Net-Zero Design

By on Sep 5, 2012 in News

net zero energy communityArchitectural design and build are art forms of a functional sort, the kind that balance creativity with budget constraints.  Perhaps if budgets weren’t an issue, there’d be nothing but beautiful, environmentally-friendly buildings. More realistically, sustainable design for the earth must also be sustainable for the company’s bottom line.

According to Scientific American, homes and commercial buildings contribute to approximately 40 percent of the nation’s energy consumption, not to mention billions of dollars in energy costs for residential and commercial customers. By making more efficient buildings, the nation’s carbon footprint can reach new lows while saving consumers money. Pushing down development costs for such projects is the best way to achieve more widespread adoption of these techniques.

Net-zero energy designs are models of such efficiency. These buildings are like miniature factories, producing enough renewable energy to fuel the inhabitants’ operations without drawing from the grid. In fact, net-zero buildings can even create a surplus of energy that is sold to energy providers or exchanged for credits.

The concept has appealed to environmentally conscious designers and consumers throughout the nation. From 2005 to 2011, residential green building experienced an increase of 15 percent according to a McGraw-Hill Market survey. Communities such as Serenbe in north Georgia and Prairie Crossing of Illinois are among those that use sustainable building techniques, including LEED certification. They’ve also incorporated large amounts of preserved open space into their communities, and encourage residents to use alternative transportation. Builders KB Home, Shea Homes, and Nexus EnergyHomes jump started bi-coastal net-zero communities in eight states with notable success.

Serenbe Photo and eco-features

In the commercial sector, there are 21 certified net-zero commercial buildings across the nation and another dozen in the marking. Universities are also on board. UC Davis’ West Village has reined in the power of zero-waste designs, and boasts that it is the largest net zero energy community in the country. Energy efficiency was improved 50 percent over existing standards thanks to innovative building, and the remaining power needs will be supplied by renewable sources, like a biodigester that will recycle waste into energy.

UC Davis West Village

UC Davis West Village Eco-Friendly Housing

While the population of net-zero buildings has grown markedly, it still represents a small fraction of new builds in the nation. Undoubtedly, these structures are capable of reducing carbon emissions and dependence on the grid. Indeed, occupants can bring their energy bills to zero, or better yet have the energy company paying them. So why hasn’t every design and build team across the nation jumped on the net-zero jet plane? The reasons are multifaceted but mainly circle back to the ever-present balance sheet.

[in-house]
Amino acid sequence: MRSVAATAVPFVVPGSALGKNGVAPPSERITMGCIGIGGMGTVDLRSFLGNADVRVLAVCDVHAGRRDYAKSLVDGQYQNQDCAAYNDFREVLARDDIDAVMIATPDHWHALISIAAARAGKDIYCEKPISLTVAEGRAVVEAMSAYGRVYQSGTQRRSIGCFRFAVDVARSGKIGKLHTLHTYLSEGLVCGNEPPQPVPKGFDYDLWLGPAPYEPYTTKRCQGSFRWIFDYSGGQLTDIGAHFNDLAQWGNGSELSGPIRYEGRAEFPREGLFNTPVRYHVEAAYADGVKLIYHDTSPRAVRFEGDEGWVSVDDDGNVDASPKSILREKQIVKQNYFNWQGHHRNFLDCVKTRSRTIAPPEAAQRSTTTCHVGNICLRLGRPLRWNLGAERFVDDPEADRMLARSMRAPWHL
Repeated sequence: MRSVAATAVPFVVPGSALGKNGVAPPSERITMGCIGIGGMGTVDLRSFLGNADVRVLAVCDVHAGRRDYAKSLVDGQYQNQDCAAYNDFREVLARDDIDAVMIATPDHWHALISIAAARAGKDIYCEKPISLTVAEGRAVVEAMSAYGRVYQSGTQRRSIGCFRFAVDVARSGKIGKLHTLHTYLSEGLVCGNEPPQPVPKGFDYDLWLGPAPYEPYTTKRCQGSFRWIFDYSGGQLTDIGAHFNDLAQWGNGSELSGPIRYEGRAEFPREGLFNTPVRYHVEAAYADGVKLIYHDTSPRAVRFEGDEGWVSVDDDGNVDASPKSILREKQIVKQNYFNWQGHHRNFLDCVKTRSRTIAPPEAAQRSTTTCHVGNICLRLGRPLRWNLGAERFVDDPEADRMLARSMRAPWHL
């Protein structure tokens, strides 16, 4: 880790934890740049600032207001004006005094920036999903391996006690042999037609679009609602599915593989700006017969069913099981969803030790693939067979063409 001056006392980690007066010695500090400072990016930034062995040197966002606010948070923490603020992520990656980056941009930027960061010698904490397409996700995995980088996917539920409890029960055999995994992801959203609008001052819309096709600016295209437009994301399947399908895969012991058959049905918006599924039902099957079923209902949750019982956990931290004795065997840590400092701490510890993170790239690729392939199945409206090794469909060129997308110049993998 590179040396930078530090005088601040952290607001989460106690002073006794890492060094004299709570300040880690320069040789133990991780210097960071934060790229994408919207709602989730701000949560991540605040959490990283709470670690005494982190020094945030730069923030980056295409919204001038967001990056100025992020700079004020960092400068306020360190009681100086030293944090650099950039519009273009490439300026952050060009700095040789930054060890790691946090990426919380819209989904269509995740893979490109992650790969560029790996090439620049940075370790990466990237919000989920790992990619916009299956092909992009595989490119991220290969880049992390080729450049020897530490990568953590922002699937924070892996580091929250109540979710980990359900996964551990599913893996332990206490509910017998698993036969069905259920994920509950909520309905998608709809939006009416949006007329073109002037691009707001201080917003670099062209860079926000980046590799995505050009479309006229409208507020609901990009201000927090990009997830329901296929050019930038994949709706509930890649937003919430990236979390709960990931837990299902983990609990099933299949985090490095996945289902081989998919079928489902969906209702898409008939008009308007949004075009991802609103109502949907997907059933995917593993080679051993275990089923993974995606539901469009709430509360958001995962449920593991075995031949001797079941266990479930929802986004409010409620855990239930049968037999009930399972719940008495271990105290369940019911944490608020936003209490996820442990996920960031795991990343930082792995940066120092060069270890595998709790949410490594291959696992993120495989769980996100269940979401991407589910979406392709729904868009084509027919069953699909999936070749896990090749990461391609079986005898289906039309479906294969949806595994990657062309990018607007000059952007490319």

Net zero properties can be a tough sell. The buildings are only as efficient as their occupants. A multitude of small decisions each day help the building operate optimally: turning off even energy efficient appliances when not in use; maintaining water and waste recycling systems; and being aware of resource consumption. Getting the most out of net-zero buildings requires a conscious shift in mental processes. Firms recognize that traditional designs require less on the part of potential buyers, increasing the buildings’ marketability.

Firms face a myriad of costly obstacles when building in different regions. In the Southeast, passive heating and envelope designs transform buildings into saunas. Advanced low-energy cooling systems increase costs in this region compared to other areas. Net-zero energy designs require spacious, flexible lots and ideally offer access to sunlight and cross breezes, all things that can be hard to come by in metropolitan areas.  Firms with interest in energy efficient design must first overcome the challenge of keeping costs low, regardless of the location. Data from  Inman News suggests that net-zero homes cost $30,000 to $40,000 to build, but those figures are on the rise along with construction costs as a whole.

Perhaps the weight isn’t as heavy as it first seems. Projects by MoSA reveal that solar energy has become more accessible, dropping nearly 50 percent in recent years. Net-zero buildings can use an average of 90 percent less energy to build and operate, saving cash for investors and occupants. Federal tax credits provide recompense of up to 30 percent on solar power systems. Tom Black, vice president of Eco Plus Group USA, calculates that many net-zero systems pay for themselves within six years.

A building that pays for itself certainly appears to be a worthwhile investment, particularly for homeowners who are building their own private residences. For commercial and institutional projects, however, the recuperated funds arrive too late. The ball and chain that we know as the bottom line still holds firms back, making the six year waiting period between investments and returns seem impassable.

What steps could be taken to close the gap between developer speculative net zero projects and achieving more attractive ROI?